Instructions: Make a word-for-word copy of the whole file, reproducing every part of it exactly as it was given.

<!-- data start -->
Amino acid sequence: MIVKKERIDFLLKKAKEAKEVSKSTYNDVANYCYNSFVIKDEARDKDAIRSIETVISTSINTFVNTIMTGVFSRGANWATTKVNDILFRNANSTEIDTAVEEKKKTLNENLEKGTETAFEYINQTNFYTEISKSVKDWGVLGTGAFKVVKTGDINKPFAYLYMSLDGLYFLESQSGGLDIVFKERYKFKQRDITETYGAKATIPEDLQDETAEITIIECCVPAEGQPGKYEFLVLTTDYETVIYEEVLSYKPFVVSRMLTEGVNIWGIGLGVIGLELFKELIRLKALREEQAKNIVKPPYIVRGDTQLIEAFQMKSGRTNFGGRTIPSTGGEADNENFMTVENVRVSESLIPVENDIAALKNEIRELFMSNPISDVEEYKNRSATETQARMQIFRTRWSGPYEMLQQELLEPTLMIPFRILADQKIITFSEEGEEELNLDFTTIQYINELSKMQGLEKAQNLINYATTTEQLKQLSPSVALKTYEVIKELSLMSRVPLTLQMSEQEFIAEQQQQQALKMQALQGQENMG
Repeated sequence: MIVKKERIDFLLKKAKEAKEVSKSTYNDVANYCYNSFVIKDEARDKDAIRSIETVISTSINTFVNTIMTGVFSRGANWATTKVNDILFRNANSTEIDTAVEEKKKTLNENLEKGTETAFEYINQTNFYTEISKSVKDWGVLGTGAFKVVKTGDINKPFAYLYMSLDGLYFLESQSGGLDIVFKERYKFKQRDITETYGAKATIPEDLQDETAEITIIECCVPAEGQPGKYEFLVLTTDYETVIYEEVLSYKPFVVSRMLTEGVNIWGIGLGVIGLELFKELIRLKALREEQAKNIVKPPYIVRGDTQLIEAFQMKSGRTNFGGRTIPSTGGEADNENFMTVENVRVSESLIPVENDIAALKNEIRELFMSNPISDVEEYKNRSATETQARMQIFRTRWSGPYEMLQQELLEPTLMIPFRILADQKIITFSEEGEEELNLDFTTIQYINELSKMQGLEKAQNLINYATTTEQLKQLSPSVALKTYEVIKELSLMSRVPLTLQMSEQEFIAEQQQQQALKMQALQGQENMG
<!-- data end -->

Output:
Amino acid sequence: MIVKKERIDFLLKKAKEAKEVSKSTYNDVANYCYNSFVIKDEARDKDAIRSIETVISTSINTFVNTIMTGVFSRGANWATTKVNDILFRNANSTEIDTAVEEKKKTLNENLEKGTETAFEYINQTNFYTEISKSVKDWGVLGTGAFKVVKTGDINKPFAYLYMSLDGLYFLESQSGGLDIVFKERYKFKQRDITETYGAKATIPEDLQDETAEITIIECCVPAEGQPGKYEFLVLTTDYETVIYEEVLSYKPFVVSRMLTEGVNIWGIGLGVIGLELFKELIRLKALREEQAKNIVKPPYIVRGDTQLIEAFQMKSGRTNFGGRTIPSTGGEADNENFMTVENVRVSESLIPVENDIAALKNEIRELFMSNPISDVEEYKNRSATETQARMQIFRTRWSGPYEMLQQELLEPTLMIPFRILADQKIITFSEEGEEELNLDFTTIQYINELSKMQGLEKAQNLINYATTTEQLKQLSPSVALKTYEVIKELSLMSRVPLTLQMSEQEFIAEQQQQQALKMQALQGQENMG
Repeated sequence: MIVKKERIDFLLKKAKEAKEVSKSTYNDVANYCYNSFVIKDEARDKDAIRSIETVISTSINTFVNTIMTGVFSRGANWATTKVNDILFRNANSTEIDTAVEEKKKTLNENLEKGTETAFEYINQTNFYTEISKSVKDWGVLGTGAFKVVKTGDINKPFAYLYMSLDGLYFLESQSGGLDIVFKERYKFKQRDITETYGAKATIPEDLQDETAEITIIECCVPAEGQPGKYEFLVLTTDYETVIYEEVLSYKPFVVSRMLTEGVNIWGIGLGVIGLELFKELIRLKALREEQAKNIVKPPYIVRGDTQLIEAFQMKSGRTNFGGRTIPSTGGEADNENFMTVENVRVSESLIPVENDIAALKNEIRELFMSNPISDVEEYKNRSATETQARMQIFRTRWSGPYEMLQQELLEPTLMIPFRILADQKIITFSEEGEEELNLDFTTIQYINELSKMQGLEKAQNLINYATTTEQLKQLSPSVALKTYEVIKELSLMSRVPLTLQMSEQEFIAEQQQQQALKMQALQGQENMG